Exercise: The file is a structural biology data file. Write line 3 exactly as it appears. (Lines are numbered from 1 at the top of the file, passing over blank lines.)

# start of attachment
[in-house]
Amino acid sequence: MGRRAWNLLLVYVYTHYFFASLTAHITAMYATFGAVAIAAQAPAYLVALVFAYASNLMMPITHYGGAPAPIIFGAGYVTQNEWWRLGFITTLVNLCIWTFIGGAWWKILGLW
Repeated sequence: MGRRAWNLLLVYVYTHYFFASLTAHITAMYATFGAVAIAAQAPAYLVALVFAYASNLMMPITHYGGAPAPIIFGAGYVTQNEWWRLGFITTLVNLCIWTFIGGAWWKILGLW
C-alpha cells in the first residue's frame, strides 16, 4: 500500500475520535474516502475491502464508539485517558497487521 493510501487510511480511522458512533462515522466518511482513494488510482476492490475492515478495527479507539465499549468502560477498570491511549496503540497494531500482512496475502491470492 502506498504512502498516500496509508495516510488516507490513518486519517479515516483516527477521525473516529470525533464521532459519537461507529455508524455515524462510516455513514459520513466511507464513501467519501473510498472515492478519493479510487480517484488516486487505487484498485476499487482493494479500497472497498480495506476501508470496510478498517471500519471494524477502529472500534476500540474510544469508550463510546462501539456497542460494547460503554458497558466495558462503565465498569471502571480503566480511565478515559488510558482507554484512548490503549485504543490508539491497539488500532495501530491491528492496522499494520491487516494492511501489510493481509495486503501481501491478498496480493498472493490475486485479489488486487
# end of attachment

Repeated sequence: MGRRAWNLLLVYVYTHYFFASLTAHITAMYATFGAVAIAAQAPAYLVALVFAYASNLMMPITHYGGAPAPIIFGAGYVTQNEWWRLGFITTLVNLCIWTFIGGAWWKILGLW